REVIEW | doi:10.20944/preprints201810.0369.v1
Subject: Medicine And Pharmacology, Dietetics And Nutrition Keywords: Age-Related Macular Degeneration, Gut-retina axis, Gut microbiota, Dietary habits, Micronutrients, Fish oil, omega-3 Polyunsaturated fatty acids, Personalised medicine
Online: 16 October 2018 (17:39:27 CEST)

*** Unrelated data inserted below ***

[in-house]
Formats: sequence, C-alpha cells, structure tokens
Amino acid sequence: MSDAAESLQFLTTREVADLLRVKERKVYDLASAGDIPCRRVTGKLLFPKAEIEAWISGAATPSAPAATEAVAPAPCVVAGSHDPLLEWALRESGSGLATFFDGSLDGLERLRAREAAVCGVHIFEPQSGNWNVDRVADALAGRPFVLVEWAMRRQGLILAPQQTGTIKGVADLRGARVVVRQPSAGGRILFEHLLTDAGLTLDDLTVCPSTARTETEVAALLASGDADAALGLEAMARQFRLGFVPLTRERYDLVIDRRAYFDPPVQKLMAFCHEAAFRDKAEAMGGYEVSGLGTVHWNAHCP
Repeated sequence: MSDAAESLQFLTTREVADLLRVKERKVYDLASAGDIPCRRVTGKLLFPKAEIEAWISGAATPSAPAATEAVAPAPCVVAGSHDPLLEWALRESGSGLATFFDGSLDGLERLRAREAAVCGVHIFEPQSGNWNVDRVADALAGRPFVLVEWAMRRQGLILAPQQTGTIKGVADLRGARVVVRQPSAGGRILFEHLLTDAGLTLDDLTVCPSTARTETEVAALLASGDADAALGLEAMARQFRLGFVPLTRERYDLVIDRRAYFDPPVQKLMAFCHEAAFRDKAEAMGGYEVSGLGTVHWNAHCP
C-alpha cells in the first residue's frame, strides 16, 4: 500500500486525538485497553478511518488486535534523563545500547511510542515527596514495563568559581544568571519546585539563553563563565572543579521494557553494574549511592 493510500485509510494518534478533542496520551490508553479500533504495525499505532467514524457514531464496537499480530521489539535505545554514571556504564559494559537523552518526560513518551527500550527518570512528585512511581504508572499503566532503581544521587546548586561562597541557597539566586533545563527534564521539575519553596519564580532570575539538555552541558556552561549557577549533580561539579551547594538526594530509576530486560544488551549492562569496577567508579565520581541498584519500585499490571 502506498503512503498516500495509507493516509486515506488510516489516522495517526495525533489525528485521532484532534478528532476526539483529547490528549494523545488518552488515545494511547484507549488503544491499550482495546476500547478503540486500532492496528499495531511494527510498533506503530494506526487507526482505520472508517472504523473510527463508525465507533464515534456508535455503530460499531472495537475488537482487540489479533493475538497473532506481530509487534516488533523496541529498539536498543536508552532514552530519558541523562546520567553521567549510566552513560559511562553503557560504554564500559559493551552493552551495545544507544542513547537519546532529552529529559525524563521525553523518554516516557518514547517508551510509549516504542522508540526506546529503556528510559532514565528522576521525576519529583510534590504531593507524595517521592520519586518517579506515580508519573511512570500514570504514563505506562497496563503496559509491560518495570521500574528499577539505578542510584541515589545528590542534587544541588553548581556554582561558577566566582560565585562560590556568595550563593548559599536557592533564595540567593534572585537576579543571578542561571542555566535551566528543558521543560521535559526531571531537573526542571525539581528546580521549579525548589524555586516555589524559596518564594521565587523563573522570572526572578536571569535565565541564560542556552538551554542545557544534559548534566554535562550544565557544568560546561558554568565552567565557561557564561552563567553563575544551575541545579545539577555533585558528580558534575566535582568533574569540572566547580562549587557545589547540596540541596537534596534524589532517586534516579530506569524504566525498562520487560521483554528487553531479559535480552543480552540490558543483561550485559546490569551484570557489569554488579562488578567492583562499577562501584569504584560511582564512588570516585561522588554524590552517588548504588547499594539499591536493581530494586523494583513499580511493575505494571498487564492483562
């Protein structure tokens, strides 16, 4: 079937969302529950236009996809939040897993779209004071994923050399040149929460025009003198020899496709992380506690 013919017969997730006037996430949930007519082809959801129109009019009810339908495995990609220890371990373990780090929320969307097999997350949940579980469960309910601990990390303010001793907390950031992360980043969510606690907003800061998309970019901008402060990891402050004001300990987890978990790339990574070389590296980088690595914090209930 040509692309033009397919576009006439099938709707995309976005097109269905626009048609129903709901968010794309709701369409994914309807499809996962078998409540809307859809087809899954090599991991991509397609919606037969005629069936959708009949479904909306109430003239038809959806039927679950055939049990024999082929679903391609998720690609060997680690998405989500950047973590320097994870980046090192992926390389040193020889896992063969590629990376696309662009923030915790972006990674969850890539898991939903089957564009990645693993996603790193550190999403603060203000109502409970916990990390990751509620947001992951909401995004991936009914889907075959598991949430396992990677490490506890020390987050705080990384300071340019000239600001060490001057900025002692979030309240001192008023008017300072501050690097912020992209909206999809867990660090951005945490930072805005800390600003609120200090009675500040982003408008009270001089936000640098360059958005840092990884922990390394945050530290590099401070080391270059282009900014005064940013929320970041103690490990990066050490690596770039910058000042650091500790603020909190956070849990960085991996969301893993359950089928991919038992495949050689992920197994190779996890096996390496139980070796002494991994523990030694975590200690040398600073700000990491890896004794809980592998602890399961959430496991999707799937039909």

Age-related macular degeneration (AMD) is a complex multifactorial disease and the primary cause of legal and irreversible blindness among individuals aged >=65 years in developed countries. Globally, it affects 30-50 million individuals, with an estimated increase of approximately 200 million by 2020 and approximately 300 million by 2040. Currently, the neovascular form may be able to be treated with the use of anti-VEGF drugs, while no effective treatments are available for the dry form. Many observational studies, such as AREDS-1 and AREDS 2, have shown a potential role of micronutrient supplementation in lowering the risk of progression of the early stages of AMD. Recently, low-grade inflammation, sustained by dysbiosis and a leaky gut, has been shown to contribute to the development of AMD. Given the ascertained influence of the gut microbiota in systemic low-grade inflammation and its potential modulation by macro- and micro-nutrients, a potential role of diet in AMD has been proposed. This review discusses the role of the gut microbiota in the development of AMD. Using PubMed, Web of Science and Scopus, we searched for recent scientific evidence discussing the impact of dietary habits (high fat and high glucose or fructose diets), micronutrients (vitamins C, E, and D, zinc, beta-carotene, lutein and zeaxanthin) and omega-3 fatty acids on the modulation of the gut microbiota and their relationship with AMD risk and progression.